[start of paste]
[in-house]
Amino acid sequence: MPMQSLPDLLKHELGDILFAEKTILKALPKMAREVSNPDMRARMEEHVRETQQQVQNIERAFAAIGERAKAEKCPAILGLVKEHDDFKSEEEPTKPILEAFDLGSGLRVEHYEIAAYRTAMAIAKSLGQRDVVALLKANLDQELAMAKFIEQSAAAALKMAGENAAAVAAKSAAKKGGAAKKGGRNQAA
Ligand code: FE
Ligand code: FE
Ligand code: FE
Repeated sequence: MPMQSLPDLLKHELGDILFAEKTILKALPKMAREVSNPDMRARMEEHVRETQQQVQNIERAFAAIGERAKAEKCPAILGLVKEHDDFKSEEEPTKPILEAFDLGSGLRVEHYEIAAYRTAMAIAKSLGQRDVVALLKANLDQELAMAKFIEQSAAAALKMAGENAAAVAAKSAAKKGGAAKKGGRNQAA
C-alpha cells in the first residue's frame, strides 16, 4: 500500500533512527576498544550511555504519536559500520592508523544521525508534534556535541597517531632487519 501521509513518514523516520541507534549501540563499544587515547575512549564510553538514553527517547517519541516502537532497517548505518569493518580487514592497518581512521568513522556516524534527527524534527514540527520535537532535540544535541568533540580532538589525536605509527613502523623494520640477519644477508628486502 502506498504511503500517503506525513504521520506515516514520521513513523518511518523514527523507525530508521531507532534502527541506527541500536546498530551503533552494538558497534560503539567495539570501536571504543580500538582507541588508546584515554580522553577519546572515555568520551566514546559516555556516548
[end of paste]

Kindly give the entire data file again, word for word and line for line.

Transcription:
[in-house]
Amino acid sequence: MPMQSLPDLLKHELGDILFAEKTILKALPKMAREVSNPDMRARMEEHVRETQQQVQNIERAFAAIGERAKAEKCPAILGLVKEHDDFKSEEEPTKPILEAFDLGSGLRVEHYEIAAYRTAMAIAKSLGQRDVVALLKANLDQELAMAKFIEQSAAAALKMAGENAAAVAAKSAAKKGGAAKKGGRNQAA
Ligand code: FE
Ligand code: FE
Ligand code: FE
Repeated sequence: MPMQSLPDLLKHELGDILFAEKTILKALPKMAREVSNPDMRARMEEHVRETQQQVQNIERAFAAIGERAKAEKCPAILGLVKEHDDFKSEEEPTKPILEAFDLGSGLRVEHYEIAAYRTAMAIAKSLGQRDVVALLKANLDQELAMAKFIEQSAAAALKMAGENAAAVAAKSAAKKGGAAKKGGRNQAA
C-alpha cells in the first residue's frame, strides 16, 4: 500500500533512527576498544550511555504519536559500520592508523544521525508534534556535541597517531632487519 501521509513518514523516520541507534549501540563499544587515547575512549564510553538514553527517547517519541516502537532497517548505518569493518580487514592497518581512521568513522556516524534527527524534527514540527520535537532535540544535541568533540580532538589525536605509527613502523623494520640477519644477508628486502 502506498504511503500517503506525513504521520506515516514520521513513523518511518523514527523507525530508521531507532534502527541506527541500536546498530551503533552494538558497534560503539567495539570501536571504543580500538582507541588508546584515554580522553577519546572515555568520551566514546559516555556516548